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VOL. 129 | NO. 37 | Monday, February 24, 2014




A Failure to Communicate

By Dr. Mary C. McDonald

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Dr. Mary C. McDonald

A research study was done that asked 100 people who were all more than 90 years of age to describe what they would do differently if they had to live their lives over. The responses most often given were that they would take more risks, that they would spend more time reflecting, and that they would do more that would live on after they were gone. I was not a part of that survey, but I would like to add one more to that list of “do overs”: to listen more.

We have become a society that has raised multitasking to an art form. At a recent meeting I attended, one of the members of the group was bragging that he had just finished talking on the phone while responding to emails at the same time. The man next to him asked, “Was it a conference call?” Then he went on to boast, “I can do a conference call, answer my email, and be meeting with someone in my office, all at the same time.” What a dubious distinction. I wonder if anyone was listening. What if all the others involved were doing the same thing? Would that constitute a failure to communicate?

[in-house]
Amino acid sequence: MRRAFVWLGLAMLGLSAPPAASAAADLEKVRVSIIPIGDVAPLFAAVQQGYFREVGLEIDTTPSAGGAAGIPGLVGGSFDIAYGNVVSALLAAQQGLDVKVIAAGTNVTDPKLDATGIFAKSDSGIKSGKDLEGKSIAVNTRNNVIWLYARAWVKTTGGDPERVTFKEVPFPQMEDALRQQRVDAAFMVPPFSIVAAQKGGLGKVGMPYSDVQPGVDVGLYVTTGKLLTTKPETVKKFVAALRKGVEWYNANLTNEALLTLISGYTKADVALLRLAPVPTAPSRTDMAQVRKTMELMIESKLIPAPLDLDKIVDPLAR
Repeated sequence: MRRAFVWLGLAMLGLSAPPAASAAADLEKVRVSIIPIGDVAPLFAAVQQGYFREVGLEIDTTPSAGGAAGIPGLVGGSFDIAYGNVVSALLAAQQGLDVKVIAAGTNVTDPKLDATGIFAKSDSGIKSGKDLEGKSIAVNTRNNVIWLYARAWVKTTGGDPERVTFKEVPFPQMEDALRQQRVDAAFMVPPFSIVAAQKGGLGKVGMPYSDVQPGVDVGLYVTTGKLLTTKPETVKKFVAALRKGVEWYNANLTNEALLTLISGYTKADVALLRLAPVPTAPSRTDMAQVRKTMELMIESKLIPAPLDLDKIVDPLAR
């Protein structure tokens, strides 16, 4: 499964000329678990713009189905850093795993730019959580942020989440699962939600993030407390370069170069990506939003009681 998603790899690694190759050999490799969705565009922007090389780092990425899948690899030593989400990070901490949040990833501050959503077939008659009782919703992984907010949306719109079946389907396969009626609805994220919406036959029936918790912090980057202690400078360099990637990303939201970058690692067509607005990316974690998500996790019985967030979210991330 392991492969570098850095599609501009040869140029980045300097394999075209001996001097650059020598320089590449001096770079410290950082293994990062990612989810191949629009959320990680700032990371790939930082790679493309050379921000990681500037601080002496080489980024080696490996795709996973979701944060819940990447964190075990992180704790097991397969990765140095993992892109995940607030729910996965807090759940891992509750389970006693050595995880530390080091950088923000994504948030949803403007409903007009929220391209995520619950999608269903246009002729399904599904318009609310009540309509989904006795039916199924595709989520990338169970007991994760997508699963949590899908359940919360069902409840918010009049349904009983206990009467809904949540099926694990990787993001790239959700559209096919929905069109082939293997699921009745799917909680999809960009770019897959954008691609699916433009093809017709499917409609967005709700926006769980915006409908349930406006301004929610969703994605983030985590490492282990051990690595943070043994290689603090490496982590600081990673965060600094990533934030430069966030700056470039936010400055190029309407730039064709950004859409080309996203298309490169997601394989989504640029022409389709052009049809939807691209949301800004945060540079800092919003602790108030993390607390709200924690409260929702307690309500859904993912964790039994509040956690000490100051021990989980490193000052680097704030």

Perhaps listening has becoming more of a challenge in the workplace today because of the multiple methods of communication that are routinely used, the multiple ways of “talking.” It is noted that for the first time there are four generations working together, each with a different preferred style of communication, of talking, and a preferred style of listening. Are you up for the challenge of multigenerational communication?

Those considered seniors in the workplace like that letter in their hands, something in writing they can read at will, file and have for documentation. They’ll say, “Write me,” and they’ll read the fine print.

The Baby Boomers usually prefer real-time, person-to-person communication, reading body language and subtle cues that come with voice inflection and tone. They’ll say, “Call me and we’ll talk about it.” There’s not too much of a paper trail there, but it's high touch.

The Generation X’ers will suggest you email them, and they’ll expect an immediate response. It’s a little more difficult to interrupt meaning in an email, but it’s in writing.

As for the millennials, their mantra is “Just text me.” It’s short, to the point, high tech and has a vocabulary all its own.

It would be easier if everyone had a growth mindset, but they don’t. It would be more efficient if changes in technology did not happen with lightning speed, but they do. It would make communication more effective if there were no digital divide, but there is. So how do you keep the marketplaces of your life from becoming a 21st century Tower of Babel? How do you listen to your boss, your employees, your customers, and how are they listening to you?

Success belongs to those who recognize and “speak” the multiple methods of communication.

Contact Dr. Mary C. McDonald, a National Education Consultant, at 574-2956 or visit mcd-partners.com.

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